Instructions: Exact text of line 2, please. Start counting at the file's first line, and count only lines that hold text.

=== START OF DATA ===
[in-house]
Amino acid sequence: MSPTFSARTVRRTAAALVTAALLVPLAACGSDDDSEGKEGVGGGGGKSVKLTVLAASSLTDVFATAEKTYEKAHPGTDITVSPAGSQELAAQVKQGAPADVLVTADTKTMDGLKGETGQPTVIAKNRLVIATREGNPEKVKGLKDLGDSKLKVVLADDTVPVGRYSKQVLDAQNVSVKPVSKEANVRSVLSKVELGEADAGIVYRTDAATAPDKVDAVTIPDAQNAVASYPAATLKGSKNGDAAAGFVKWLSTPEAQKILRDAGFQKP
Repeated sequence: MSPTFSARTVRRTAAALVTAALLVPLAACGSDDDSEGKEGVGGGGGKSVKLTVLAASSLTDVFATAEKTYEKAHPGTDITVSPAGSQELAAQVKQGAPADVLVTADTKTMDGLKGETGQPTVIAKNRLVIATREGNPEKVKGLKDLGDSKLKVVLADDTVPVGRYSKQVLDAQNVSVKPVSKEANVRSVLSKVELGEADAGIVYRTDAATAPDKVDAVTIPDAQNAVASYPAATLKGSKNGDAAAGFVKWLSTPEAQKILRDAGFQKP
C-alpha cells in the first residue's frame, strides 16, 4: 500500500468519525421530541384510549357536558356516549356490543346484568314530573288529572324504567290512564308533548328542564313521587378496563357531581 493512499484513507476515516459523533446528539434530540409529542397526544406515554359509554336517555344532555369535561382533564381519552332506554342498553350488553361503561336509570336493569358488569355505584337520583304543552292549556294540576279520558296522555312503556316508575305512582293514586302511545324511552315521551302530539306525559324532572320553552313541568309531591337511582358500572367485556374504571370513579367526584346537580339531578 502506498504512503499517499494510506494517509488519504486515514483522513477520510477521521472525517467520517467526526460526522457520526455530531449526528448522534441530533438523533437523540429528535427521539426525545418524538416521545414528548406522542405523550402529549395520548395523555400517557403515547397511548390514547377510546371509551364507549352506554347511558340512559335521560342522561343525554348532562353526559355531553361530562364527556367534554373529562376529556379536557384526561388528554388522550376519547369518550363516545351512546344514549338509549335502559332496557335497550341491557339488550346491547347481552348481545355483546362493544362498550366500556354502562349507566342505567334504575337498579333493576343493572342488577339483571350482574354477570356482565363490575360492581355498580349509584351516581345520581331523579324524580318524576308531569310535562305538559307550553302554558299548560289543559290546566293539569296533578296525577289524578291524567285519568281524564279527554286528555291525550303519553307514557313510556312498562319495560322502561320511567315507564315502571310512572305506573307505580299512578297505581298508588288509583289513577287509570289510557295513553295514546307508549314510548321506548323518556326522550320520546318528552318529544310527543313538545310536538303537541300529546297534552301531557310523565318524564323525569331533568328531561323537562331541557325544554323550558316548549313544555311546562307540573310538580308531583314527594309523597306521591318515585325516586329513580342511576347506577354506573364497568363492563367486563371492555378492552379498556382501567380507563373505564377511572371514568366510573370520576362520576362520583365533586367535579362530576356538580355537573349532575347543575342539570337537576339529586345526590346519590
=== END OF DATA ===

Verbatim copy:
Amino acid sequence: MSPTFSARTVRRTAAALVTAALLVPLAACGSDDDSEGKEGVGGGGGKSVKLTVLAASSLTDVFATAEKTYEKAHPGTDITVSPAGSQELAAQVKQGAPADVLVTADTKTMDGLKGETGQPTVIAKNRLVIATREGNPEKVKGLKDLGDSKLKVVLADDTVPVGRYSKQVLDAQNVSVKPVSKEANVRSVLSKVELGEADAGIVYRTDAATAPDKVDAVTIPDAQNAVASYPAATLKGSKNGDAAAGFVKWLSTPEAQKILRDAGFQKP